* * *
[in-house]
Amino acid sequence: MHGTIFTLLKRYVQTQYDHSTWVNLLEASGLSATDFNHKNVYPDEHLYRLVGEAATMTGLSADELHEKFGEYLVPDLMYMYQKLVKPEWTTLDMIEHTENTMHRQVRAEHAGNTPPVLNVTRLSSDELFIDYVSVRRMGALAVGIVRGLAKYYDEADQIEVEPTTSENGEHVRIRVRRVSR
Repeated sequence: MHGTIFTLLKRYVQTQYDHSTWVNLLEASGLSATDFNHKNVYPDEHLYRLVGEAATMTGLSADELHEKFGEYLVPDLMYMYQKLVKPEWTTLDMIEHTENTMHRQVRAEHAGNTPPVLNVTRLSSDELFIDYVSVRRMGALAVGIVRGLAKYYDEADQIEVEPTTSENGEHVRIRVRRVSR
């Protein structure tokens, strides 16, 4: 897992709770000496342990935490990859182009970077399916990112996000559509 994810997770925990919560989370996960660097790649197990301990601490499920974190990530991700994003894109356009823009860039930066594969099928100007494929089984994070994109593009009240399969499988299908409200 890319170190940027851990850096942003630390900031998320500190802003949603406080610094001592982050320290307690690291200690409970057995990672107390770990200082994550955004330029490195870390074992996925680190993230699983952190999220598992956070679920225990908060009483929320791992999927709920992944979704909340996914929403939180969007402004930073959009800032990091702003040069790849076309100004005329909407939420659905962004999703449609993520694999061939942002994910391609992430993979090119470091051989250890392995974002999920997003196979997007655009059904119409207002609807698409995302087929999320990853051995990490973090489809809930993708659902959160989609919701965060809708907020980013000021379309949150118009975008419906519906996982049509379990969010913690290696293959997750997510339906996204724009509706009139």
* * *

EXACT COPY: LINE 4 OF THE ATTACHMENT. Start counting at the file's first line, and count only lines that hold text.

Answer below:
């Protein structure tokens, strides 16, 4: 897992709770000496342990935490990859182009970077399916990112996000559509 994810997770925990919560989370996960660097790649197990301990601490499920974190990530991700994003894109356009823009860039930066594969099928100007494929089984994070994109593009009240399969499988299908409200 890319170190940027851990850096942003630390900031998320500190802003949603406080610094001592982050320290307690690291200690409970057995990672107390770990200082994550955004330029490195870390074992996925680190993230699983952190999220598992956070679920225990908060009483929320791992999927709920992944979704909340996914929403939180969007402004930073959009800032990091702003040069790849076309100004005329909407939420659905962004999703449609993520694999061939942002994910391609992430993979090119470091051989250890392995974002999920997003196979997007655009059904119409207002609807698409995302087929999320990853051995990490973090489809809930993708659902959160989609919701965060809708907020980013000021379309949150118009975008419906519906996982049509379990969010913690290696293959997750997510339906996204724009509706009139």